Mast cell-mediated inhibition of reverse cholesterol transport.
Net cholesterol efflux from cholesterol-loaded macrophages, i.e., foam cells, was induced by incubating the foam cells with high density lipoprotein3 (HDL3). However, when the incubation system included rat serosal mast cells stimulated to trigger exocytosis of their cytoplasmic secretory granules, the ability of HDL3 to induce cholesterol efflux was largely lost. This loss was found to be due to the proteolytic action of chymase, the neutral protease of the granules, which degraded the apolipoproteins of HDL3, so rendering them unable to mediate cholesterol efflux from the foam cells. The observation defines a novel cell-dependent mechanism that blocks the initial steps of reverse cholesterol transport and suggests a role for mast cell chymase in cellular accumulation of cholesterol, an early stage in atherogenesis.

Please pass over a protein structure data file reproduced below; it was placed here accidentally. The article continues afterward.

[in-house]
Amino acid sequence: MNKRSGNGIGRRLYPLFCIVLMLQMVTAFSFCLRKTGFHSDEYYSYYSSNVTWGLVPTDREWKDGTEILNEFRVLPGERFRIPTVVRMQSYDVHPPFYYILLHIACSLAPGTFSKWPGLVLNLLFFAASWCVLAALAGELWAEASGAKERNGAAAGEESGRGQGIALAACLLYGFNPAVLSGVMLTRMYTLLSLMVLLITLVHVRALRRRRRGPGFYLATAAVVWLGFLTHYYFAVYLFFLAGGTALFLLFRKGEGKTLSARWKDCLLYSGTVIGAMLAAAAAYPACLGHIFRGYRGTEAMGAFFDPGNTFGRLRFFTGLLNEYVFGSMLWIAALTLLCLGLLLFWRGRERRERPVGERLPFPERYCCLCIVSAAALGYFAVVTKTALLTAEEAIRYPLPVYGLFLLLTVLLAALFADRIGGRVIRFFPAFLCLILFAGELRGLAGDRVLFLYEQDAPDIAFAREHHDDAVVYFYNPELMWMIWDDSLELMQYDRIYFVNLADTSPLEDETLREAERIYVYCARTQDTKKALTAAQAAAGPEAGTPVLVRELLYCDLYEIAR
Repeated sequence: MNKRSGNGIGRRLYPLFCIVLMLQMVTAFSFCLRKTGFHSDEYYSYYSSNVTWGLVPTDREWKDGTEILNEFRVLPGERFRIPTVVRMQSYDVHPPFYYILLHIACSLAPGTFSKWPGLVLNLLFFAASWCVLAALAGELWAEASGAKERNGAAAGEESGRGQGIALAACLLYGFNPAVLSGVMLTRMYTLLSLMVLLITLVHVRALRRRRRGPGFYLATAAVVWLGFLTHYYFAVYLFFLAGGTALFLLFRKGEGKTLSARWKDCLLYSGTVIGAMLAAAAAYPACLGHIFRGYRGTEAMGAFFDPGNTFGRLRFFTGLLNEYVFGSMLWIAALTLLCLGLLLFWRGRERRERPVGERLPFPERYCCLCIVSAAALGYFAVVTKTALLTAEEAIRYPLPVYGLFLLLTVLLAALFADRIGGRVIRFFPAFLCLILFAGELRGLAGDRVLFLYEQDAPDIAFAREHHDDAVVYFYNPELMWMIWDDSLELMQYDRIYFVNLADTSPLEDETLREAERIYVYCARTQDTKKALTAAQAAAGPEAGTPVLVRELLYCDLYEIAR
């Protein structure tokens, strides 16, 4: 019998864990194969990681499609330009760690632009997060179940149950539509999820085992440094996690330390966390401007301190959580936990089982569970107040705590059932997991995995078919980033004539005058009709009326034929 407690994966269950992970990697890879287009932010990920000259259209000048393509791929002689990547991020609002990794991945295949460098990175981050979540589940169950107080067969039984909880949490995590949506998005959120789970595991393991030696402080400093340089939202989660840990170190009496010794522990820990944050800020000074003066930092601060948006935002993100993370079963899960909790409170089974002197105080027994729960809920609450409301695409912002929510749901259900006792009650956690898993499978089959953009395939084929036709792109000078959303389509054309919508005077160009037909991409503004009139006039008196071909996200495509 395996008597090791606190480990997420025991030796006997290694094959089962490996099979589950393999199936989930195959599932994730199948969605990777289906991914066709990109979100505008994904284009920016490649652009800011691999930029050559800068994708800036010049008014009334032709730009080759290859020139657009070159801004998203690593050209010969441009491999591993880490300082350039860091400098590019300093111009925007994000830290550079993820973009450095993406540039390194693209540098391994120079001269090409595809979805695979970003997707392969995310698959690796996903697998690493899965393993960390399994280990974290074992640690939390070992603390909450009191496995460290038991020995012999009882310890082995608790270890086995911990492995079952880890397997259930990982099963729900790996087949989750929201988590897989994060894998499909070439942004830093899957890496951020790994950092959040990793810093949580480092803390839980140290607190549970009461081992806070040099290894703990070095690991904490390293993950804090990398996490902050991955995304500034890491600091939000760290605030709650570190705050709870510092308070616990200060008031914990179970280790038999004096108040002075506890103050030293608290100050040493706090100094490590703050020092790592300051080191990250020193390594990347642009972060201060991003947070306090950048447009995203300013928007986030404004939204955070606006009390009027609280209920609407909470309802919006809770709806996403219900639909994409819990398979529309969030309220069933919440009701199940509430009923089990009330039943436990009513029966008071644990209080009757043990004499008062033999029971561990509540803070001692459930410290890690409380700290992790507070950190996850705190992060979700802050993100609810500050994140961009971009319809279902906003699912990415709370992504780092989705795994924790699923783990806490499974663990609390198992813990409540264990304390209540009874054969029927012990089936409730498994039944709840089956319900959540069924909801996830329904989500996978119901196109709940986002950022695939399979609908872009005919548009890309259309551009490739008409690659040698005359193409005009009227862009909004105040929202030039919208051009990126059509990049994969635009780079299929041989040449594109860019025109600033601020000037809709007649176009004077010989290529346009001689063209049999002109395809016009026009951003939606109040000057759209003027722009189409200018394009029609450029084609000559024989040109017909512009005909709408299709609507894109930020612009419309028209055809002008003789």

- Copyright © 1992 by American Heart Association